Not buying a house since its previous owners divorced.

My friend’s press-ganged me into going house hunting with them a fortnight ago. We saw, what felt like 375 houses.
They found one they liked. It was old, big, ugly, comfortable, in a nice neighborhood and had plenty of room for growth and lawns.

However, after the put in an offer, they discovered that the reason it was being sold was since the previous owners got divorced (its a Court ordered sale as they could not figure out how to decide who gets what).
And no my very pregnant-going to have a baby friend does not want to buy it, because of its… “bad luck”.

I can understand for a murder or something, but come on. This is literally 90% of the reason why a good house suddenly comes on the market underpriced.


You should buy it and flip it.

If she’s very pregnant, then she’s in a very peculiar state of mind. Give her some slack.

If you can understand “for a murder or something,” how is this significantly different?

Because murders are incredibly rare and divorces happen to a lot of people?

Name one divorce that wasn’t an alternative to murder.

Yeah - our prev house was sold pursuant to a divorce. Closing/possession had some hassles, as the H was living there, and the sale of the house was going to be the final aspect of their separation. (He kinda trashed it the day before close.)

So many folk get divorced, I can’t imagine narrowing prospective houses to exclude those.

Depends on the family. :wink:

I know a lot of people with odd reasons for wanting or not wanting a certain house; a color it was once (not currently) painted is the oddest example that springs to mind. Death, divorce, bankruptcy and other forms of bad ju-ju among them. I take it in stride anymore. Something like a body count actually makes a house more interesting to me (our guest bedroom/office where I am typing this has had two people die in it) but in that I seem very much to be the exception among my circle of friends.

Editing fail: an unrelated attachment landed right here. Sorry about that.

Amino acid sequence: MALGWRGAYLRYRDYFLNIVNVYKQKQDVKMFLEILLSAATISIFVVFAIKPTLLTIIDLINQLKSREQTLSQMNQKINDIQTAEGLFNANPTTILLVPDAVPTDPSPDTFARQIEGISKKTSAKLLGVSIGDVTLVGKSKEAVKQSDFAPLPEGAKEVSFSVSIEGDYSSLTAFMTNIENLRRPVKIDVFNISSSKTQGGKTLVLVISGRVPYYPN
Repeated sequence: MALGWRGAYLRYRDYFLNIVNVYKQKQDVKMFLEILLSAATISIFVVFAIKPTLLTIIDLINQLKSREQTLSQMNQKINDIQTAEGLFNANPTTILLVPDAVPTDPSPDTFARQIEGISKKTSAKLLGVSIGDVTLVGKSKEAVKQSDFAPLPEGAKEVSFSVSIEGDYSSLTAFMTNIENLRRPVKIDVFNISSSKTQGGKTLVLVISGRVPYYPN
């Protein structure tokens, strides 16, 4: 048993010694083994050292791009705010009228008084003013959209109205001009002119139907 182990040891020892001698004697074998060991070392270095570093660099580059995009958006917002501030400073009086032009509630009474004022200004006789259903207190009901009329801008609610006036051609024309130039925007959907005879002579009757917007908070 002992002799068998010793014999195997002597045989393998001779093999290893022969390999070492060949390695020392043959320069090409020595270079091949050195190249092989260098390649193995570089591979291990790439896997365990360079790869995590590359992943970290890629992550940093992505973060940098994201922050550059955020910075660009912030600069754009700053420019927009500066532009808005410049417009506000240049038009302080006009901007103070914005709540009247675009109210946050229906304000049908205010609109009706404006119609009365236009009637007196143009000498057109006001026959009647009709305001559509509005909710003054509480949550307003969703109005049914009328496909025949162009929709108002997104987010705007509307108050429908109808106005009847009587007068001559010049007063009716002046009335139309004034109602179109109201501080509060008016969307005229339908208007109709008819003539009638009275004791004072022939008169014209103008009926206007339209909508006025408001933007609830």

Okay, as long as you don’t deliberately set out to make the house more interesting…

One that baffles me is when people won’t buy a house because of the furniture, the decor, or the color of the walls. Um, the furniture and decor will go with the sellers, and walls are easily painted.

We got a great deal on a house once because the owner was a hunter and he had all manner of taxidermy trophies - including a standing bear. Yeah, I hated all the dead animals, but even if they’d conveyed, they’d have been tossed when we moved in. But we’re pretty sure that’s why the house was on the market so long.

Our current house was hideous when we bought it - built and decorated in 1975, and mostly stuck there. We saw past the Z-brick and the gawd-awful paneling and wallpaper and orange-and-yellow carpet, and within 4 months, we’d overhauled most of it. Granted, being DIY-types, it was cheaper than having someone else do the work, but still, it wouldn’t have cost all that much to do a quick initial upgrade.

Death or divorce would never enter into the equation, provided the body had been removed and we didn’t get custody of any spouse or kids. :smiley: